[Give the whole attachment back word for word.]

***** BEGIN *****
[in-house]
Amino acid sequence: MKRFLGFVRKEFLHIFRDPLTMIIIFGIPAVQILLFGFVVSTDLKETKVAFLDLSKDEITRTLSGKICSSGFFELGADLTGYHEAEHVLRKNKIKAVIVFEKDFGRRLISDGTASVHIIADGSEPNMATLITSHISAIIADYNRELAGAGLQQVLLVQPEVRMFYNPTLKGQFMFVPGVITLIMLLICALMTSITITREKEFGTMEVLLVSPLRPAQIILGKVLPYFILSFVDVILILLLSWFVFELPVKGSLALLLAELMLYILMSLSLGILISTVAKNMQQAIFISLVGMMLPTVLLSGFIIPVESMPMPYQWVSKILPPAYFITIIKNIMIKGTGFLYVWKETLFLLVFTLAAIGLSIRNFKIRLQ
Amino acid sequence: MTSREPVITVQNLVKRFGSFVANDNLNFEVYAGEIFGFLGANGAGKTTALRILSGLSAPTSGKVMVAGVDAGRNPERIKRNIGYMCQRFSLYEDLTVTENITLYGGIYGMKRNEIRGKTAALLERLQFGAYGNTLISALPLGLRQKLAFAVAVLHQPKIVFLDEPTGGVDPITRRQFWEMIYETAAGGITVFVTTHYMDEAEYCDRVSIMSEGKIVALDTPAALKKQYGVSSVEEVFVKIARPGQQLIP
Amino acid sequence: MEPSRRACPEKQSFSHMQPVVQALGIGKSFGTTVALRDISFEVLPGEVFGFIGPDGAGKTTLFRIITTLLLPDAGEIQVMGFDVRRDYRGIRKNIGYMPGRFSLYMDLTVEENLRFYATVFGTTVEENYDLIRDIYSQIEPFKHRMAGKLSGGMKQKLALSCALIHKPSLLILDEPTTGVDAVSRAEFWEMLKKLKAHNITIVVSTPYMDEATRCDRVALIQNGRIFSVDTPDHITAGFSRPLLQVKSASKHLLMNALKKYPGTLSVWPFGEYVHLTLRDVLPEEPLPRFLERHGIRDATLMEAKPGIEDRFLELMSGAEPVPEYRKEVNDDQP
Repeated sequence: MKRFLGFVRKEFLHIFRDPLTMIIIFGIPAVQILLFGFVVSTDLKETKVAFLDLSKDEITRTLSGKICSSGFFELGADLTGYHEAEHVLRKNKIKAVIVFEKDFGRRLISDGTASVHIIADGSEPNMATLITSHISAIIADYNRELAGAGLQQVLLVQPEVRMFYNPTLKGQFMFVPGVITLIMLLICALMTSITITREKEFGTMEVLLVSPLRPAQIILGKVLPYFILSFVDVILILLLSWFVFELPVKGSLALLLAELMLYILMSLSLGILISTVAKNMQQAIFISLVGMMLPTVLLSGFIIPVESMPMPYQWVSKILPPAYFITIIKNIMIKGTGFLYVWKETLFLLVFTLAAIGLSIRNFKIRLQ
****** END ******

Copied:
[in-house]
Amino acid sequence: MKRFLGFVRKEFLHIFRDPLTMIIIFGIPAVQILLFGFVVSTDLKETKVAFLDLSKDEITRTLSGKICSSGFFELGADLTGYHEAEHVLRKNKIKAVIVFEKDFGRRLISDGTASVHIIADGSEPNMATLITSHISAIIADYNRELAGAGLQQVLLVQPEVRMFYNPTLKGQFMFVPGVITLIMLLICALMTSITITREKEFGTMEVLLVSPLRPAQIILGKVLPYFILSFVDVILILLLSWFVFELPVKGSLALLLAELMLYILMSLSLGILISTVAKNMQQAIFISLVGMMLPTVLLSGFIIPVESMPMPYQWVSKILPPAYFITIIKNIMIKGTGFLYVWKETLFLLVFTLAAIGLSIRNFKIRLQ
Amino acid sequence: MTSREPVITVQNLVKRFGSFVANDNLNFEVYAGEIFGFLGANGAGKTTALRILSGLSAPTSGKVMVAGVDAGRNPERIKRNIGYMCQRFSLYEDLTVTENITLYGGIYGMKRNEIRGKTAALLERLQFGAYGNTLISALPLGLRQKLAFAVAVLHQPKIVFLDEPTGGVDPITRRQFWEMIYETAAGGITVFVTTHYMDEAEYCDRVSIMSEGKIVALDTPAALKKQYGVSSVEEVFVKIARPGQQLIP
Amino acid sequence: MEPSRRACPEKQSFSHMQPVVQALGIGKSFGTTVALRDISFEVLPGEVFGFIGPDGAGKTTLFRIITTLLLPDAGEIQVMGFDVRRDYRGIRKNIGYMPGRFSLYMDLTVEENLRFYATVFGTTVEENYDLIRDIYSQIEPFKHRMAGKLSGGMKQKLALSCALIHKPSLLILDEPTTGVDAVSRAEFWEMLKKLKAHNITIVVSTPYMDEATRCDRVALIQNGRIFSVDTPDHITAGFSRPLLQVKSASKHLLMNALKKYPGTLSVWPFGEYVHLTLRDVLPEEPLPRFLERHGIRDATLMEAKPGIEDRFLELMSGAEPVPEYRKEVNDDQP
Repeated sequence: MKRFLGFVRKEFLHIFRDPLTMIIIFGIPAVQILLFGFVVSTDLKETKVAFLDLSKDEITRTLSGKICSSGFFELGADLTGYHEAEHVLRKNKIKAVIVFEKDFGRRLISDGTASVHIIADGSEPNMATLITSHISAIIADYNRELAGAGLQQVLLVQPEVRMFYNPTLKGQFMFVPGVITLIMLLICALMTSITITREKEFGTMEVLLVSPLRPAQIILGKVLPYFILSFVDVILILLLSWFVFELPVKGSLALLLAELMLYILMSLSLGILISTVAKNMQQAIFISLVGMMLPTVLLSGFIIPVESMPMPYQWVSKILPPAYFITIIKNIMIKGTGFLYVWKETLFLLVFTLAAIGLSIRNFKIRLQ